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Chapter 19: Using Aldor with C

19.1 Using C code from Aldor

19.2 Using Aldor code from C

19.3 Data correspondence

Functions and data structures may be shared between programs written in Aldor and other languages. Here we give simple examples of sharing functions in a mixed Aldor and C programming environment.

Aldor has types corresponding to the primitive C types. These will be described in section 19.3.

19.1 : Using C code from Aldor

For the first example, we show how to call a C function from Aldor. The Aldor file ``'' refers to the function ``nputs'', supplied by the C file ``nputs.c''. Figure 1 shows these files.

The commands to compile these two files and link them together, say on Unix, are:

% cc -c nputs.c
% aldor -Fx nputs.o
% arigato

Arigato gozaimasu!
Arigato gozaimasu!
Arigato gozaimasu!

The first command produces the object file ``nputs.o''. The second command compiles the file ``'' and links it with our other file to form an executable program. Finally, the third command runs the resulting program.

The Aldor compiler can make use of C-generated object files, whether they are kept loose or packaged with others in a library archive. The Aldor file using the code or data from C must declare it with the statement ``import ... from Foreign C'': this is the purpose of this statement in ```''. When a function is imported from C, a declaration is placed at the head of the generated C file. This declaration is constructed using the data correspondence below.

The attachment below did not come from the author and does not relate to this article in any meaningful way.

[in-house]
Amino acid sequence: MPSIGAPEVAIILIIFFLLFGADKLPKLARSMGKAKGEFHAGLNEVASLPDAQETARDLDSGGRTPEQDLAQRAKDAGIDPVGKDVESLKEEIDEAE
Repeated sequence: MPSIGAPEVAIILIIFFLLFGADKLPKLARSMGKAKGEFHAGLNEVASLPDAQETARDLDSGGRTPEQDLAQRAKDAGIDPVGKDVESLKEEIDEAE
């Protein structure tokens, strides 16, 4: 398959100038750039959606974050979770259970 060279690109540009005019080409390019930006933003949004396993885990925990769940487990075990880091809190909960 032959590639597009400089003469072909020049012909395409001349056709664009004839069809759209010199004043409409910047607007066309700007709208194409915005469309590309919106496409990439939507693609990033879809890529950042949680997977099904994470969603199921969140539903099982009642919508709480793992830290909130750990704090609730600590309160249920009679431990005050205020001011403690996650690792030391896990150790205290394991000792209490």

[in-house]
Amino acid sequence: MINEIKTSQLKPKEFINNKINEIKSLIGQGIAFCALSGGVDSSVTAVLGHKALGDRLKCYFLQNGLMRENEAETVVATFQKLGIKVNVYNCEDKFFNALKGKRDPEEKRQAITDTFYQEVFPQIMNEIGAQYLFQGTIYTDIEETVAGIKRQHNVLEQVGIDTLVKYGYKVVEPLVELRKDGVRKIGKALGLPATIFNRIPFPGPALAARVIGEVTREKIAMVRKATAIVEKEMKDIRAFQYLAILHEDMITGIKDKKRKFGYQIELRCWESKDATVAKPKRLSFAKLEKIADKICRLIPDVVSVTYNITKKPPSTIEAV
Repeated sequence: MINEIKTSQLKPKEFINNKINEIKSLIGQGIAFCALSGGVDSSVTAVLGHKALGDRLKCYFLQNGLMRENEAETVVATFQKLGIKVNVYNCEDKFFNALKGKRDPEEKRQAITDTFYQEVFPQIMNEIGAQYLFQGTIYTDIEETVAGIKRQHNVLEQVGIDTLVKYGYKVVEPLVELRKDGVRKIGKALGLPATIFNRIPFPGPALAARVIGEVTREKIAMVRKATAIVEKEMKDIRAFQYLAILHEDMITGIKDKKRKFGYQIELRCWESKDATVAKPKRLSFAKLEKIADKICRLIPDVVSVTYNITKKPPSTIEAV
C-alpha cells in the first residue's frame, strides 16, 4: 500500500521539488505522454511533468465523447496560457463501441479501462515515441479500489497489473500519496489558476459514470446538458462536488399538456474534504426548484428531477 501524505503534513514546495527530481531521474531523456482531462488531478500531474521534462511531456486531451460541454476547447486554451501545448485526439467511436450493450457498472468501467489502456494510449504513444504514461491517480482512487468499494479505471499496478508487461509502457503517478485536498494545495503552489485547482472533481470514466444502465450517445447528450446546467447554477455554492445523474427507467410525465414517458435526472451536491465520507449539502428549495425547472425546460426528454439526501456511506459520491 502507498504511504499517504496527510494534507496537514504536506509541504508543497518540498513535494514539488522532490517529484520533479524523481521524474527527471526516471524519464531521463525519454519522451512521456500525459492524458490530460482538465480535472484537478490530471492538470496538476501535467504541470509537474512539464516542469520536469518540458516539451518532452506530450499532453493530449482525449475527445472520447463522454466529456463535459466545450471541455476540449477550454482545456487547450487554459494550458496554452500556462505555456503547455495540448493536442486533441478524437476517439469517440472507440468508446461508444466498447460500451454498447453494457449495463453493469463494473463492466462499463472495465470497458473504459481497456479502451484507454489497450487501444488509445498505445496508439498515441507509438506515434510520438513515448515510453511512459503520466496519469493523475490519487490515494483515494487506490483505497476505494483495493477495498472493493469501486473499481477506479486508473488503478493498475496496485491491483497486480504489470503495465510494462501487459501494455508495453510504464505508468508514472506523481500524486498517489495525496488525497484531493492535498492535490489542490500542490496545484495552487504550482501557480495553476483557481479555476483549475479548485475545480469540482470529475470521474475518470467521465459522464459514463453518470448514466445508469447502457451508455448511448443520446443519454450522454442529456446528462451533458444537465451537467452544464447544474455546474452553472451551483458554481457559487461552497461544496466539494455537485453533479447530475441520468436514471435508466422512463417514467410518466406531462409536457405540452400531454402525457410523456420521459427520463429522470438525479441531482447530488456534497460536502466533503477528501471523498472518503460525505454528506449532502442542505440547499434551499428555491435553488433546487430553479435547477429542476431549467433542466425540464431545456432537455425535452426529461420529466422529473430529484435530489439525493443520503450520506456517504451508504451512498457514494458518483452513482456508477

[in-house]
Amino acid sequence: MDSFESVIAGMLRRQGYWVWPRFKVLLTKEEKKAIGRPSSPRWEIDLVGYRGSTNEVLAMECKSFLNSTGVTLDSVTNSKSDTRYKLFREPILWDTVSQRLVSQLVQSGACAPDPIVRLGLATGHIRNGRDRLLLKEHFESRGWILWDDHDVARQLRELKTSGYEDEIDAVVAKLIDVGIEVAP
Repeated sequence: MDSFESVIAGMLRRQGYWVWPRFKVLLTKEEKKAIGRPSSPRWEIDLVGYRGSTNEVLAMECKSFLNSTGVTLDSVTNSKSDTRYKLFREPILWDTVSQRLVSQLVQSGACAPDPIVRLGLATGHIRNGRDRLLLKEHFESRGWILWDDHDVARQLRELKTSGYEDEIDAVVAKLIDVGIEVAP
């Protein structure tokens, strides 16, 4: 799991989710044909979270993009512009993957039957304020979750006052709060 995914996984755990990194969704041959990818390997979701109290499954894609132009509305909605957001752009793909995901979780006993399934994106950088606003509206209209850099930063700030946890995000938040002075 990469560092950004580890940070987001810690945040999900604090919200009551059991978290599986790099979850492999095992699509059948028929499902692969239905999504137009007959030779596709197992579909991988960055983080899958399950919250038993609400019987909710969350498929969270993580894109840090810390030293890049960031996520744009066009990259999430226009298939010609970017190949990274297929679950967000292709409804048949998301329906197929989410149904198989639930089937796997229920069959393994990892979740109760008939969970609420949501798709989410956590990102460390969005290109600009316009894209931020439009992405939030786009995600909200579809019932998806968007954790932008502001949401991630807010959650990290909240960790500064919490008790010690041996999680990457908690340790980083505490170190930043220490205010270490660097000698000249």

To call a C function or macro (such as ``fputc'') defined in a header file (such as ``<stdio.h>'' or ``myfile.h'') an import of the following form should be used:

The filename indicates the file to include when generating C. No declaration for ``fputc'' or ``myfun'' is produced in the generated C -- it is assumed that all the imports are declared (or, in the case of macros, defined).

A ``#include'' line is produced for every header file mentioned in the source code, even when no imported function is used. This allows some of the definitions in ``foam_c.h'' to be over-ridden. For example, one could replace the memory management primitives with operations specifically optimized for the current application.

Figure 19.1: Aldor code using a C function

-- A main Aldor program calling the C function 'nputs'.
#include ""

SI ==> SingleInteger;

import { nputs: (SI, String) -> SI } from Foreign C;
import from SI;

nputs(3, "Arigato gozaimasu!");
 * nputs.c: A simple C function.
nputs(int n, char *s)
        int     i;
        for (i = 0; i < n; i++) puts(s);

Figure 19.2: C code using Aldor function.
 * cside.c:   A main C program calling the A# function 'lcm'.
#include "foam_c.h"

extern FiSInt   lcm      (FiSInt, FiSInt);

        printf("The lcm of 6 and 4 is %d\n", lcm(6,4));
        return 0;
-- An Aldor function made available to C.
#include ""

SI ==> SingleInteger;